Ms Brady, who took up office in September 2021, was asked by Ms Dobbin whether there is a wider issue within the Executive Office around disclosure, referring also to the wiping of some devices belonging to ministers. Ms Brady responded: “I can see how the pattern of events compounds to draw those characteristics”. She expressed concern at the fullness of the disclosure around the July 2 meeting, why notes were lost and why it took so long to be provided. “I wasn’t aware of the lack of disclosure of that item until you addressed that on Tuesday,” she said, adding that she has asked for an investigation to be carried out. “There will be many questions which will have to be asked about the late providing of information, the rationale why that was provided late and how this builds into the overall perspective of what we’re trying to achieve in fulfilling our objectives, our commitments and our code of ethics around openness and transparency. “There are many areas of concern that have been raised through this process as well.” Ms Brady was also questioned about the wiping of devices that were assigned to ministers. She said she had issued a number of communications to staff around the importance of retaining records for the inquiry. She said she discovered that the First and deputy First ministers’ phones had been wiped in August 2022 and commenced an investigation into the extent of the data loss. The inquiry heard that Ms Foster returned her issued mobile phone when she left office in July 2021 and it was restored to factory settings by IT. Her successor Paul Givan returned his mobile phone when he left office in February 2022. An official said they could not recall if it was reset immediately. Ms O’Neill was issued with a mobile phone and iPad. The inquiry heard those were wiped before they were returned in February 2022. Ms Brady said there appeared to have been a “disconnect” with staff in terms of their perception of the level of information that met the requirements to be disclosed. “I think that’s been characteristic of the engagements they would have had, very regrettably, with the inquiry in terms of fulsomeness of the information that has been provided, which to me was very clear in coming into post, but did not appear to be clear within departments,” she said. “I think there was a view that that was regarding decision-making and the formal record, versus everything that is pertinent to the work of governance, the context for a decision.” Ms Brady said “vast swathes” of information have been provided to the inquiry from civil servants and some of the ministers. “The system failed to look at the collective responsibility as part of that to give effect to the legal guidance,” she added. Inquiry chair Baroness Hallett asked: “So they (devices) were wiped without anyone checking that the material had been recorded elsewhere?” Ms Brady responded: “Yes, that’s my understanding”. Ms Dobbin put to Ms Brady that WhatsApp communications that the inquiry has in terms of Northern Ireland “do appear to discuss official business”, adding: “There’s a little bit of social chat in them, but in fact in large part, they’re very firmly on the business side”. Ms Brady responded: “Yes.” She also expressed deep regret that the issues are similar to those raised during the Renewable Heat Incentive Inquiry seven years ago. She added: “It’s a significant issue that we have failed to address adequately in providing this to the inquiry, but also more broadly in terms of the obligations under the Freedom of Information Act. “What this has shone a light on is… all the vulnerabilities within the system. “You have identified many different reports and policies but actually all of them have shown to have failed in this scenario to get the information and I think that’s of deep regret for the service, for Northern Ireland but also to get the information for the bereaved families and the information that they deserve for the learnings of that. “It is a matter of deep regret.” The inquiry heard that a minute of a meeting between officials preparing material to be disclosed in May had 13 amendments, and the final version contained an abbreviated reference to what happened to the devices. Ms Brady said: “They have indicated that they changed the reference or reduced the reference… that they were not aware of the full information and they were seeking to get further information. “In my view, it materially changes the substance of the meeting.” The UK-wide inquiry arrived in Northern Ireland on Tuesday for three weeks of hearings in Belfast. It is set to look in depth at the decisions taken in Northern Ireland. This module will investigate the initial response, central government decision-making, political and Civil Service performance as well as the effectiveness of relationships with governments in the devolved administrations and local and voluntary sectors. It will also assess decisions behind lockdowns and other non-pharmaceutical interventions.

Moving Health Minister Robin Swann wasn’t being contemplated, inquiry told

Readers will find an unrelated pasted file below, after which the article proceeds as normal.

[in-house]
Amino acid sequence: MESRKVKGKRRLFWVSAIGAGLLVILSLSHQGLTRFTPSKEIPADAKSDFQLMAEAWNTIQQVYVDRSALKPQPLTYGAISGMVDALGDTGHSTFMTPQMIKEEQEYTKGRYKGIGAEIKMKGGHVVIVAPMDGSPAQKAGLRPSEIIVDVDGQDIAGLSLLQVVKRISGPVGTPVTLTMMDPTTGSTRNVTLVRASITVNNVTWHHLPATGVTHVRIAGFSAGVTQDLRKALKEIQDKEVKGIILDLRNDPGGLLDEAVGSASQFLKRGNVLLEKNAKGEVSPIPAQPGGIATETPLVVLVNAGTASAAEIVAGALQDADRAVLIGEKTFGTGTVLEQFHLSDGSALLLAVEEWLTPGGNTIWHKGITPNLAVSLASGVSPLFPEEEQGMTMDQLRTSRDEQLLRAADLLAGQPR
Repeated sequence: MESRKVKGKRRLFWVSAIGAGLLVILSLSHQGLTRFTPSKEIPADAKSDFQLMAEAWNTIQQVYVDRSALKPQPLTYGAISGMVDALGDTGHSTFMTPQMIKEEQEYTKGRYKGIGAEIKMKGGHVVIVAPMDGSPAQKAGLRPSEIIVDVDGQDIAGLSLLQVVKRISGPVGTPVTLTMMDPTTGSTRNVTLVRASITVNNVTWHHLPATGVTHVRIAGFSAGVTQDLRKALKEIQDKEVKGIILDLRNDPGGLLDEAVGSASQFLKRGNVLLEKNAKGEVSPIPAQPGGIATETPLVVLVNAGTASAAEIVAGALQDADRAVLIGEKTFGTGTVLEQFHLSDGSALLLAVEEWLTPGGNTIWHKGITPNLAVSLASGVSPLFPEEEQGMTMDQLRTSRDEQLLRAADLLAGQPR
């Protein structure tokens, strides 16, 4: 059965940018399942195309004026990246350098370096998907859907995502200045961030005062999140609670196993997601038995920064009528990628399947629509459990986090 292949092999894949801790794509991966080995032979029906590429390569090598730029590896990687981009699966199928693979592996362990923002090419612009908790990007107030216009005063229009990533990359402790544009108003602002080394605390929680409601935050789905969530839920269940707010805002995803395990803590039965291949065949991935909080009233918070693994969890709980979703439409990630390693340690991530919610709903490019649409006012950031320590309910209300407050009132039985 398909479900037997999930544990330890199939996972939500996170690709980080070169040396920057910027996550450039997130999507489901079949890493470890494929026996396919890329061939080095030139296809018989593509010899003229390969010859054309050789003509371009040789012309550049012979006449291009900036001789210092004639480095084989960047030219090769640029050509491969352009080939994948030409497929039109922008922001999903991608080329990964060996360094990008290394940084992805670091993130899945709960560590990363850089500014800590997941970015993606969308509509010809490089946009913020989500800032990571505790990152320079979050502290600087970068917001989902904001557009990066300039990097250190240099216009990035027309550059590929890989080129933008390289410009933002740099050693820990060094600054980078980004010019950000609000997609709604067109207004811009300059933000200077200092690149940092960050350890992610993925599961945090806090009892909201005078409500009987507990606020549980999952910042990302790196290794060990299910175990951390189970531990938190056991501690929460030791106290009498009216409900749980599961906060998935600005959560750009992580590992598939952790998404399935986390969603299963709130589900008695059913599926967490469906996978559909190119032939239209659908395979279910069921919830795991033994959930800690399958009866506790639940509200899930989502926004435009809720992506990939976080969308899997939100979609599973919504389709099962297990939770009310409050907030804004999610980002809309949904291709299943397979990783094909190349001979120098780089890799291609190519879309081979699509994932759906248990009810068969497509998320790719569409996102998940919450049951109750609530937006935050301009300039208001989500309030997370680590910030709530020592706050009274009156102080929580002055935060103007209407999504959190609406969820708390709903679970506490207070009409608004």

The suggestion of a ministerial reshuffle, moving Health Minister Robin Swann, “wasn’t being contemplated”, the Covid-19 Inquiry has heard. A senior civil servant described it as “very much a snapshot of how difficult things were at that time”, as a recently reformed Stormont Executive dealt with the start of the pandemic in Northern Ireland. Earlier this week the inquiry heard a ministerial reshuffle was suggested after then deputy First Minister Michelle O’Neill, and to a lesser extent then First Minister Arlene Foster, expressed frustration with the Department of Health. A tranche of evidence documents was published by the inquiry on its website on Wednesday. In an email exchange between civil servants in March 2020, then head of the Northern Ireland Civil Service, Sir David Sterling, noted Ms O’Neill’s frustration at “having little power or influence over the health service”. He wrote that Ms Foster recognised the operational independence of the health minister but was also “frustrated at the lack of information” coming out of the Department of Health and “frequent surprises”, such as an announcement about hospital visits ending. Sir David also said he felt the first ministers were concerned that they would be held corporately responsible if the handling of the pandemic went wrong. A senior official in the Department of Finance at the time, Hugh Widdis, suggested a “ministerial reshuffle”, with a view to a health minister from Sinn Fein or the DUP, the two largest parties in Northern Ireland, to which Ms O’Neill and Ms Foster respectively belonged. “There would be more radical options but I presume that they aren’t palatable eg: asking Robin to take a different portfolio for the duration (they would have to make a tempting offer) and putting a SF or DUP Minister in? Or causing d’Hondt to be run again,” he wrote in the email exchange. There were also other suggestions such as developing an emergency programme for government, or creating “an all-Exec overarching Covid strategy” which the first and deputy first ministers “can lead and own”. Mr Swann remained in place as health minister throughout the pandemic, and in January 2024 resumed the role with the re-establishment of devolved government. On Thursday, Ulster Unionist Party leader Doug Beattie expressed his concern at the disclosure, and said he intended to write to the current head of the Northern Ireland Civil Service, Jayne Brady, about it. On Friday, Karen Pearson, an official at the Executive Office who was part of the email chain, was asked about the suggestion during her evidence to the inquiry. Ms Pearson said that as Sir David had noted in his evidence, that period was “difficult”, with the closure of schools. “He does then go on to say I think, when he was in here, things got better,” she said. “So I think this is very much a snapshot of how difficult things were at that time. “Had it reached the point where any of this was being contemplated? No, I don’t think so. “And with respect to Hugh, who I’ve known for a long, long time, I don’t think he was making any firm suggestions. I think he was setting out, if they wanted to take control, these are some constitutional options. “I don’t think it’s the job of civil servants, nor do I think Hugh personally, would be making a suggestion about the removal of a minister.” She added: “I think, and this is a personal view, it’s impossible to stop being a politician when that’s your job and you’re elected. “So you go into an Executive and you’re bringing your views and your politics with you. “Here even more so than anywhere else, having to compromise all the time is almost the structure that’s built into the system, but you can occasionally fall back into very different view points, which is what I think caused this email exchange. “I don’t think we can expect them to entirely leave their party political views at the door, but beyond this point I think we were seeing huge efforts at compromise all the time and on an ongoing basis.” Inquiry chairwoman Baroness Hallett said: “Can I just challenge that, in time of a national emergency when people are dying, can’t we expect politicians to leave their party politics behind and think of the people that are suffering and dying, or am I being unrealistic?” Ms Pearson said: “I am not suggesting that what I said about party political views means that they’re not caring about the people. “The concern about the virus, the impact on people, the health outcomes, and that unfortunately people were going to lose loved ones, that was absolutely top of their priorities. “What I’m suggesting is, they’re going to come at things from angles, but having that fundamental core objective of making this better was there. “I have absolutely no doubt about that in my mind.”